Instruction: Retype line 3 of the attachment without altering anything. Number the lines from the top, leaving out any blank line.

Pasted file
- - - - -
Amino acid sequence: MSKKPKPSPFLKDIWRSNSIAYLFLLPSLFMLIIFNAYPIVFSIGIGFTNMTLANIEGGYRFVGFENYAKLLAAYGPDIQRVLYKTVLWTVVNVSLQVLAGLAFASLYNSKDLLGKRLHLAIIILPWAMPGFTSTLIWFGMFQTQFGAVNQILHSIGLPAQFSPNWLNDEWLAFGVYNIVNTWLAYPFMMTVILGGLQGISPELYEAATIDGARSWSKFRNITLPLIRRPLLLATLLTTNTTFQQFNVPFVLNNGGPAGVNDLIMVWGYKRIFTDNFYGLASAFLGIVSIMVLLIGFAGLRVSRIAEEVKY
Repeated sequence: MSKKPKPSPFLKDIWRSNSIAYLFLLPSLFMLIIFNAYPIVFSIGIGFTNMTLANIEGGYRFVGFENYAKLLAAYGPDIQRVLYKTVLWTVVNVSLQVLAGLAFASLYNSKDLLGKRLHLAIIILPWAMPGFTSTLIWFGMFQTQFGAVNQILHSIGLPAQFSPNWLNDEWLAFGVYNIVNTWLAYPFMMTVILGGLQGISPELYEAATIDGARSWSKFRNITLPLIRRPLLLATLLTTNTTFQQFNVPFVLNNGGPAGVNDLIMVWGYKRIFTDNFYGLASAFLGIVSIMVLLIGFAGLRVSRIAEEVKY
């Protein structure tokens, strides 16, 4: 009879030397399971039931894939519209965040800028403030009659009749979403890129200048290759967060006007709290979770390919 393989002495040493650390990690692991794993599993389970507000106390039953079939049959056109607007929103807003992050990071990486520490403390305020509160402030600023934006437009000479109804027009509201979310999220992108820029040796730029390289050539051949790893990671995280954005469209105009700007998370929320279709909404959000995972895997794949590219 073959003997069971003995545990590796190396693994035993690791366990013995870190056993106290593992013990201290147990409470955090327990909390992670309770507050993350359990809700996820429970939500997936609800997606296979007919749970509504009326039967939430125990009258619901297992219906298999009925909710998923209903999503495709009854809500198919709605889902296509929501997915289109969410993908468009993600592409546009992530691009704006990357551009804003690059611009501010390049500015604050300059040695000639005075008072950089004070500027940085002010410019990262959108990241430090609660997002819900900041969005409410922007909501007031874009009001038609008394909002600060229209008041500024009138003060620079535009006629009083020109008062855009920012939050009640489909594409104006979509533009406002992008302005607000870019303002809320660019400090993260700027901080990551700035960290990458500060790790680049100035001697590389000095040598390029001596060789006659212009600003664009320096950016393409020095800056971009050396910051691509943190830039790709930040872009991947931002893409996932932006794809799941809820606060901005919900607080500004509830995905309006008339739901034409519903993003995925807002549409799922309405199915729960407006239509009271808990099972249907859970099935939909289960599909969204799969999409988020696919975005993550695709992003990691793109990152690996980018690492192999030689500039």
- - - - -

């Protein structure tokens, strides 16, 4: 009879030397399971039931894939519209965040800028403030009659009749979403890129200048290759967060006007709290979770390919 393989002495040493650390990690692991794993599993389970507000106390039953079939049959056109607007929103807003992050990071990486520490403390305020509160402030600023934006437009000479109804027009509201979310999220992108820029040796730029390289050539051949790893990671995280954005469209105009700007998370929320279709909404959000995972895997794949590219 073959003997069971003995545990590796190396693994035993690791366990013995870190056993106290593992013990201290147990409470955090327990909390992670309770507050993350359990809700996820429970939500997936609800997606296979007919749970509504009326039967939430125990009258619901297992219906298999009925909710998923209903999503495709009854809500198919709605889902296509929501997915289109969410993908468009993600592409546009992530691009704006990357551009804003690059611009501010390049500015604050300059040695000639005075008072950089004070500027940085002010410019990262959108990241430090609660997002819900900041969005409410922007909501007031874009009001038609008394909002600060229209008041500024009138003060620079535009006629009083020109008062855009920012939050009640489909594409104006979509533009406002992008302005607000870019303002809320660019400090993260700027901080990551700035960290990458500060790790680049100035001697590389000095040598390029001596060789006659212009600003664009320096950016393409020095800056971009050396910051691509943190830039790709930040872009991947931002893409996932932006794809799941809820606060901005919900607080500004509830995905309006008339739901034409519903993003995925807002549409799922309405199915729960407006239509009271808990099972249907859970099935939909289960599909969204799969999409988020696919975005993550695709992003990691793109990152690996980018690492192999030689500039």